Monday, December 12, 2011

Be careful what you say

In the last post I mentioned I sometimes have conversations I don't remember later, even when I was young. It is what people who are running for president should remember. Anything you've ever said or done can be used against you later.

It is amazing how something you say can have a lasting effect on someone else. Something that was so unimportant that you don't even remember it, can color a person's entire perception of you for years to come. What brought this to mind was a co-worker's story not long ago, when I was training a new person. Someone I'd worked with for years said to the new employee, "Oh, Melanie is a good person to have train you. She knows how to make you feel at home."

I stared at her, puzzled. I couldn't remember ever making an effort to make someone "feel at home."

"Don't you remember?" she asked. "You trained me."

I shrugged, vaguely remembering the training ten years before. "I guess."

She turned to the new worker. "It was my first day, and Melanie was showing me how to do the invoicing. I was very nervous, and at some point I opened my mouth and my gum fell out."

You'd think I'd remember that.

"What did I do?" I asked, sure I would have laughed, pointed and maybe handed her a bottle of glue to stick the gum back in her mouth. Or maybe I whipped out a pad of paper and pen and jotted it down, saying she would be in my next book.

"You looked down at the gum," she said, "then back at me, nodded and said, 'Oh, yeah, you are really going to fit in with the rest of us. We made the right choice.'"

I don't remember that at all, but it apparently made her like me from that moment forward. I didn't have the heart to tell her I probably wasn't being kind, but suspect I was merely stating a fact. She did fit in. It was just good fortune she took it as kindness.

But ever since then I wonder how many times it went the other way. How many times did I say something that made someone uncomfortable, or unhappy. I apologize to anyone I've insulted, demeaned, ignored or belittled, including that boy I called a pig-headed freak that time on the bus, riding home from middle school. And no, I'm not running for president, but Santa is certainly checking on his naughty and nice list.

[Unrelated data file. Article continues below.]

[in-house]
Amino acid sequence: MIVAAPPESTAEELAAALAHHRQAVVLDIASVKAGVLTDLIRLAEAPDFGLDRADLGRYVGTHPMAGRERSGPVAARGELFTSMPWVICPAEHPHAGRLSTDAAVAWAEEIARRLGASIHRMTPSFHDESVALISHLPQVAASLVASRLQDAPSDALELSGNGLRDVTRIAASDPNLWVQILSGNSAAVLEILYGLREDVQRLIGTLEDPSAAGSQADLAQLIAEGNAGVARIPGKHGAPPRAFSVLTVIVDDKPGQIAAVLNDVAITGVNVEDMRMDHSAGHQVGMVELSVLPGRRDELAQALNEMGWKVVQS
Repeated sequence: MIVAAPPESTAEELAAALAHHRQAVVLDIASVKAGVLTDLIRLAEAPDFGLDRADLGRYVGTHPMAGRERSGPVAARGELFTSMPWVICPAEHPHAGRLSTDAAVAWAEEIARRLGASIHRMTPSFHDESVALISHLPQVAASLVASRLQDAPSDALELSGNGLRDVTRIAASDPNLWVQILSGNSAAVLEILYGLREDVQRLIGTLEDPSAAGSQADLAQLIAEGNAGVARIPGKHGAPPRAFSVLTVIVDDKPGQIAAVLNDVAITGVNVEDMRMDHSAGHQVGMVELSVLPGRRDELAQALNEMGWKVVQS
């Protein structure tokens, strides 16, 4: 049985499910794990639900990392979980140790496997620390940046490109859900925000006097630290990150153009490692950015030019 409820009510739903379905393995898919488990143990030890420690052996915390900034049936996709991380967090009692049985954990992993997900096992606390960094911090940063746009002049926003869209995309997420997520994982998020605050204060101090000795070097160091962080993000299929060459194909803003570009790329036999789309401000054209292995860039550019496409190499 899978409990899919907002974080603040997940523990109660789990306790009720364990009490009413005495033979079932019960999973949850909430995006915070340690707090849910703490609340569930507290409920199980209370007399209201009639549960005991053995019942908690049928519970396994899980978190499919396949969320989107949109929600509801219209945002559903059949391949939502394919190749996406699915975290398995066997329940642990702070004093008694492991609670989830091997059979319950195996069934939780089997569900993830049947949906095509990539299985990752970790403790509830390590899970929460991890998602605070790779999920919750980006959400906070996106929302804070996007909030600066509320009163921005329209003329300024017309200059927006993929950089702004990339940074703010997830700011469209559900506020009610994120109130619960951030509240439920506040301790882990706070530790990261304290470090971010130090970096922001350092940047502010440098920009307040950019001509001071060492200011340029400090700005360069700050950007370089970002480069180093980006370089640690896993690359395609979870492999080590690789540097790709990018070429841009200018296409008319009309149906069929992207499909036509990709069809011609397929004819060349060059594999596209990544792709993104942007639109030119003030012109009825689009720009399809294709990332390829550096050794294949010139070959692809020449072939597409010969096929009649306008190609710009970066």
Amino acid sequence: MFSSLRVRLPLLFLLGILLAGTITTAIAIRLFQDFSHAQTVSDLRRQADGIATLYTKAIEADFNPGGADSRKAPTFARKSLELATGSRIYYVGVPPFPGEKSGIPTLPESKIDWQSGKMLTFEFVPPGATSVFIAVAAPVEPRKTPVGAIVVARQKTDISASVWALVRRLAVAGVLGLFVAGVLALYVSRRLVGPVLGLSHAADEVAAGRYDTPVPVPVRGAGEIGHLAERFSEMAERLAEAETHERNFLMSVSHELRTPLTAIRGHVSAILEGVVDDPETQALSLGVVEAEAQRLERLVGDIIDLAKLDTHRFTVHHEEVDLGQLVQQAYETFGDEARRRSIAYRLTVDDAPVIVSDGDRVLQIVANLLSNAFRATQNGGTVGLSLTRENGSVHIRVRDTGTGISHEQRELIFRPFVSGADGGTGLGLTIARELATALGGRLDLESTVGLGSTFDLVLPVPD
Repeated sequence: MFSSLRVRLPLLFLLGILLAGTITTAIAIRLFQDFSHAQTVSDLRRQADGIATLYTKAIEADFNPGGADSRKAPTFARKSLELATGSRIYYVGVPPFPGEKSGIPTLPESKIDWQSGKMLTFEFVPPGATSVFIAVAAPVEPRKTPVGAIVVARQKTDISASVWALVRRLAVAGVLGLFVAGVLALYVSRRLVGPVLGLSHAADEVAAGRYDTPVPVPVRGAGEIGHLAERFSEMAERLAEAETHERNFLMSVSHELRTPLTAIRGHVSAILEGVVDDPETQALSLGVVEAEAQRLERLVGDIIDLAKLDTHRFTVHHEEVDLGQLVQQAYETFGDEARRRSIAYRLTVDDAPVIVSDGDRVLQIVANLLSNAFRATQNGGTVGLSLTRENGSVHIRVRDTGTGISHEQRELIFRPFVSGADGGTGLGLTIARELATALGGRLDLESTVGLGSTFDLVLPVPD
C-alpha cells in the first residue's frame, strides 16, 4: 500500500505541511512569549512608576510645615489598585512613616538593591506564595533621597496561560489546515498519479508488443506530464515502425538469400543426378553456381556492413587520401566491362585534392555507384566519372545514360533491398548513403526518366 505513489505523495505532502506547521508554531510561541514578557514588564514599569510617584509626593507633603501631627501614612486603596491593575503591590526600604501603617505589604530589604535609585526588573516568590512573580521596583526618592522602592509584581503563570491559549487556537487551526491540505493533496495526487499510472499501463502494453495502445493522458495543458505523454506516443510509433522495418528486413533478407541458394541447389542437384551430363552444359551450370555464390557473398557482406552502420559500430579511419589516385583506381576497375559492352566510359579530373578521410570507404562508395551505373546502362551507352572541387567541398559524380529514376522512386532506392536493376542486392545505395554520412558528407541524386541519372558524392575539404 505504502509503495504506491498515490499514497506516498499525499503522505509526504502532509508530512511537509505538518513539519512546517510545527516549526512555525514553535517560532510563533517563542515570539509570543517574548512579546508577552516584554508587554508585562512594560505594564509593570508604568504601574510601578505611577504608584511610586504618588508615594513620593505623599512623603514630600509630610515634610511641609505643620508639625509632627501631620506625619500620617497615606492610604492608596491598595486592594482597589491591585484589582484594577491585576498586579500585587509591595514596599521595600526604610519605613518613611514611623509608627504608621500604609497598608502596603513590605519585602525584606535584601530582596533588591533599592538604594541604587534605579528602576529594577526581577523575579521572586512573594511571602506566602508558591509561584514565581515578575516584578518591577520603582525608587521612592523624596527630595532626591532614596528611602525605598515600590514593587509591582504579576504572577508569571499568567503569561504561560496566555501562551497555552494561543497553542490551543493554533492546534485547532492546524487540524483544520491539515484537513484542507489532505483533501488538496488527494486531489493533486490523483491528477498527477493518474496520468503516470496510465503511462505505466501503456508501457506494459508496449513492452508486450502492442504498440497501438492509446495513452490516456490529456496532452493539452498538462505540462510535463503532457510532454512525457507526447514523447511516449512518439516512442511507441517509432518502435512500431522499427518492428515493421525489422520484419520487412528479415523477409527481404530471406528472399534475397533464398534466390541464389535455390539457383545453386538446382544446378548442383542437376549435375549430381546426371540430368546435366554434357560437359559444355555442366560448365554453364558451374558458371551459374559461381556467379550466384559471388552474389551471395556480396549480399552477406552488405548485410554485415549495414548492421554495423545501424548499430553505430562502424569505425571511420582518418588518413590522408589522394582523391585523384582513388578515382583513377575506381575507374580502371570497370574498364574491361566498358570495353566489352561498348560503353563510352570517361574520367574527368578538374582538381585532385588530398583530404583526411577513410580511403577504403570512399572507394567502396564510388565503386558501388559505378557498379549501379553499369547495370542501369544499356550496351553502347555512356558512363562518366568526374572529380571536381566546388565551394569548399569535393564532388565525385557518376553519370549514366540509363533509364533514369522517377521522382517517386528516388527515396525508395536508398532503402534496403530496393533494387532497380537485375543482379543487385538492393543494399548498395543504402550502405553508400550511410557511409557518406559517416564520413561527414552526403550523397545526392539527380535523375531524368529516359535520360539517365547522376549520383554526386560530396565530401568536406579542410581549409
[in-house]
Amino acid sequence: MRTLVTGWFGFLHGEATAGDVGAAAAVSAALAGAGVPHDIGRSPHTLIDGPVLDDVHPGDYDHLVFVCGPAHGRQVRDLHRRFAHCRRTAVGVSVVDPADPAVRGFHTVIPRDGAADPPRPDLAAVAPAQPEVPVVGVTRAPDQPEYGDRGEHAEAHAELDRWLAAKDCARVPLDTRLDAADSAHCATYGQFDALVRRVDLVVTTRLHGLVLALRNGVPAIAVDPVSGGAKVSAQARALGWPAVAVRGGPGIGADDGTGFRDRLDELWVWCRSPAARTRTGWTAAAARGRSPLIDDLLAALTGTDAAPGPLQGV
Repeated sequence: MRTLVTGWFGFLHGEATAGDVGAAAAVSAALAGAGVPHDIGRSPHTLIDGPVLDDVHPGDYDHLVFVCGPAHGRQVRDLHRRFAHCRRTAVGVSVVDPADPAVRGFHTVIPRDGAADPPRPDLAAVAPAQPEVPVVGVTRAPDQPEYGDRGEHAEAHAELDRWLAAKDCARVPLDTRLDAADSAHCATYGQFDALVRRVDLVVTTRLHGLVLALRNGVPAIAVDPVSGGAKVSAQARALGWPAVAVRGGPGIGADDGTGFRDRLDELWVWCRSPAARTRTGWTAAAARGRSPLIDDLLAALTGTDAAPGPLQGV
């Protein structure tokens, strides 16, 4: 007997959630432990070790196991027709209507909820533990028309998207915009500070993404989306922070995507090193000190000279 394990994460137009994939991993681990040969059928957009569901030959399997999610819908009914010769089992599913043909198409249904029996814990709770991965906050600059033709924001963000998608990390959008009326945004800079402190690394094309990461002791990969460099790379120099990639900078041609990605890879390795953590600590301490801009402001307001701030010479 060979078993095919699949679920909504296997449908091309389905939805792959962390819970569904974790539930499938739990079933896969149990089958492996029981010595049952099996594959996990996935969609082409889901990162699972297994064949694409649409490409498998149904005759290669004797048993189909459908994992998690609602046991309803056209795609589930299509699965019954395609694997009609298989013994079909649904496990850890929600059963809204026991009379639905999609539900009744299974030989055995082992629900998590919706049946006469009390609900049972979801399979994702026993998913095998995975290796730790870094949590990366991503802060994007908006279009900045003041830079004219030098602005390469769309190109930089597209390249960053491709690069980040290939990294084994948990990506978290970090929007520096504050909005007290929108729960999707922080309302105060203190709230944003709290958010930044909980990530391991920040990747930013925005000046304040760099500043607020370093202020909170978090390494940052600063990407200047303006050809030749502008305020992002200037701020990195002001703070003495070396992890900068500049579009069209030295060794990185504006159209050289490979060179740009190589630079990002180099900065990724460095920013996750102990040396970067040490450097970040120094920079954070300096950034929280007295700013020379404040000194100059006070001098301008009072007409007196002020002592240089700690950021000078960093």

Oh, and I'm really thinking of putting the gum incident into my next book.


  1. It is kind of freaky how our memories are all different. My kids have totally different memories of their upbringing than I have! Which is why we all should write our stories, to get synchronized.

  2. Linda,

    Yes, it is important to tell our side of the story. First. Before the other person has a chance to taint the jury.

  3. GREAT post! It really makes you think about how you act and what you say.

  4. I've been on the other side of that, where someone said something that stuck with me and they don't remember it. Just further proof we should all think before we speak....which is why I prefer writing, LOL. I can edit as many times as I like before anyone sees it!

  5. Melanie, if I haven't been mean or made you feel uncomfortable up to this point in our friendship, remind me on Thursday and I'll make you sorry we ever met.

  6. Yup. Communications is not WHAT you say; it's how the listener INTERPRETS what you say.

  7. Jase,

    You always say super-fabulous things to me, so you get on Santa's "nice" list.


    I've managed, in writing, to say ridiculously stupid things. Maybe I should have you edit for me. I hope the thing the person said was a nice thing, because you deserve it.

    Well said!!! I'm perfectly fine with someone accidentally thinking I've been kind.


    No, you are covered. You brought me to my creative knees the first night we met, and launched a blow to my confident middle the second time. You followed by ripping my fictional self to shreds for the next four weeks.

    We're good. See you Thursday.


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